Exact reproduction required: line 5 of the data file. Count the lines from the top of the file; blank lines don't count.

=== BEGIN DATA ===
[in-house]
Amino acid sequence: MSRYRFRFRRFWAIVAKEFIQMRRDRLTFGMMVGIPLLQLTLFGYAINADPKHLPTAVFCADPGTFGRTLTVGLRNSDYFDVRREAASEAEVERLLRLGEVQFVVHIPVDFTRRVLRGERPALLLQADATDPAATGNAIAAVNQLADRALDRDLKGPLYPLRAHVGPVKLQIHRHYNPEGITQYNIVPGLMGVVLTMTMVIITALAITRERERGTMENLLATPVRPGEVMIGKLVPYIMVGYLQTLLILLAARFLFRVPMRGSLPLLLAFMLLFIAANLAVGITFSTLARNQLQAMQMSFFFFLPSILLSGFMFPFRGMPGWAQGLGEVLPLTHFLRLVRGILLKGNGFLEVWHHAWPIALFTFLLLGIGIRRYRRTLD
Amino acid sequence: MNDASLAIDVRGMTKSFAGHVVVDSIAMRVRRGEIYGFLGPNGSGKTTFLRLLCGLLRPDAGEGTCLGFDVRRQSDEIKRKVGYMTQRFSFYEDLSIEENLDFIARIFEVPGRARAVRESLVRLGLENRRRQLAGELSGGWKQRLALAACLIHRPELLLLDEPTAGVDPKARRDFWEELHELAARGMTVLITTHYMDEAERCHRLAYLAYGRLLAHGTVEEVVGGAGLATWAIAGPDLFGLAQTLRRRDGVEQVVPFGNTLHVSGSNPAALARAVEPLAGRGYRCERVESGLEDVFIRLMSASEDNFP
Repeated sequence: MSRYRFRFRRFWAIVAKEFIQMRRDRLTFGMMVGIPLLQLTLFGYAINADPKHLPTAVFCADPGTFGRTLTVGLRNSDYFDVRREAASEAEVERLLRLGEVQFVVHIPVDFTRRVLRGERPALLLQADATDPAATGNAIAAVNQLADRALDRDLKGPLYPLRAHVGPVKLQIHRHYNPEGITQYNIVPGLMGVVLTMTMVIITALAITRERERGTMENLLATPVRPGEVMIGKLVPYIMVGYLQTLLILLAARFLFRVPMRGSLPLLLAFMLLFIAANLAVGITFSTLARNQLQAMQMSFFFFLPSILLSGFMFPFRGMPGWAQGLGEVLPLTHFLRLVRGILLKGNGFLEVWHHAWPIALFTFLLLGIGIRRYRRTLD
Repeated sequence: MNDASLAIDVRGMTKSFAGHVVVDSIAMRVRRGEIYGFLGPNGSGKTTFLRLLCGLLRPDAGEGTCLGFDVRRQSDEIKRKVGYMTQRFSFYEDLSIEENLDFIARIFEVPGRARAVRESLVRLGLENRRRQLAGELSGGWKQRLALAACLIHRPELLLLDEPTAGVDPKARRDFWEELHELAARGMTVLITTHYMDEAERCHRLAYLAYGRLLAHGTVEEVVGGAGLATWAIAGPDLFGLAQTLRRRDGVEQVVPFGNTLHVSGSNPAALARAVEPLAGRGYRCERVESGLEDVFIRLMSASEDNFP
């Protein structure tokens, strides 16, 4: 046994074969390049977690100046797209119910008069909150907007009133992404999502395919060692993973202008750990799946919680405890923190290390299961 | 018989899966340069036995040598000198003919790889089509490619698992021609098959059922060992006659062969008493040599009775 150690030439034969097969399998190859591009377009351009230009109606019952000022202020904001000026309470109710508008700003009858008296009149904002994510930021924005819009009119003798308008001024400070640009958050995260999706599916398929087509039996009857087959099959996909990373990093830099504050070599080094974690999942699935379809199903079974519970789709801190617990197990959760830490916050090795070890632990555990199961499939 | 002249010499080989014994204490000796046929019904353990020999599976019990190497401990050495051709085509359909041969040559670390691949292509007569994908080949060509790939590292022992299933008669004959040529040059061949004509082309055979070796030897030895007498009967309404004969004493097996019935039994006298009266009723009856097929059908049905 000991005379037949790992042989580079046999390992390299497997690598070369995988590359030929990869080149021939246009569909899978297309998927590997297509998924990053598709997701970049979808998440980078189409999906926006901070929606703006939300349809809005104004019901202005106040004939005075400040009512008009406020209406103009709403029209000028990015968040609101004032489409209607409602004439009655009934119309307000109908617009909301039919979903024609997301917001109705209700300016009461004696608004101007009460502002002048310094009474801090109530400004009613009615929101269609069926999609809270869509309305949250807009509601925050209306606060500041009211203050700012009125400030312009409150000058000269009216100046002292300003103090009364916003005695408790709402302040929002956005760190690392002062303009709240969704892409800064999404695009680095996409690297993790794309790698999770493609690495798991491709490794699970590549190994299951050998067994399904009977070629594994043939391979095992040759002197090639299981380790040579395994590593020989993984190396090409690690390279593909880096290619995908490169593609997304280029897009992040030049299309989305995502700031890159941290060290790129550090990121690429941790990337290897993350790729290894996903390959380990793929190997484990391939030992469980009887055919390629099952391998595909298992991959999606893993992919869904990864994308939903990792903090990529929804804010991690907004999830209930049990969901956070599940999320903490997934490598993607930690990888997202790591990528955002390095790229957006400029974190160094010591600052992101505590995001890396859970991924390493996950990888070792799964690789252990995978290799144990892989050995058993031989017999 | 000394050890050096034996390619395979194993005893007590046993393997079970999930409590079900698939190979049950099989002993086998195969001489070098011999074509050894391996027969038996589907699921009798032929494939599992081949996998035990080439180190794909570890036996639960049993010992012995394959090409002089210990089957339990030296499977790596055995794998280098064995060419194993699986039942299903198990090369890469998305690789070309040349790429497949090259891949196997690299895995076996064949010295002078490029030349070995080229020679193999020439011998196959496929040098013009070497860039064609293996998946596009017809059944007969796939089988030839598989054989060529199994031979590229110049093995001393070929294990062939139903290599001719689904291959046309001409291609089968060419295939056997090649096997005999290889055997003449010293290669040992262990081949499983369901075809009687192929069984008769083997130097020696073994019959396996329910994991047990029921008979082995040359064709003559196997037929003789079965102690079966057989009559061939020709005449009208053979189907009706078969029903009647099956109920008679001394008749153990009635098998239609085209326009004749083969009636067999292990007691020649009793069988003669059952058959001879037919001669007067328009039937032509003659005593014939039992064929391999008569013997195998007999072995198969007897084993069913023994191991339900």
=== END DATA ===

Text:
Repeated sequence: MNDASLAIDVRGMTKSFAGHVVVDSIAMRVRRGEIYGFLGPNGSGKTTFLRLLCGLLRPDAGEGTCLGFDVRRQSDEIKRKVGYMTQRFSFYEDLSIEENLDFIARIFEVPGRARAVRESLVRLGLENRRRQLAGELSGGWKQRLALAACLIHRPELLLLDEPTAGVDPKARRDFWEELHELAARGMTVLITTHYMDEAERCHRLAYLAYGRLLAHGTVEEVVGGAGLATWAIAGPDLFGLAQTLRRRDGVEQVVPFGNTLHVSGSNPAALARAVEPLAGRGYRCERVESGLEDVFIRLMSASEDNFP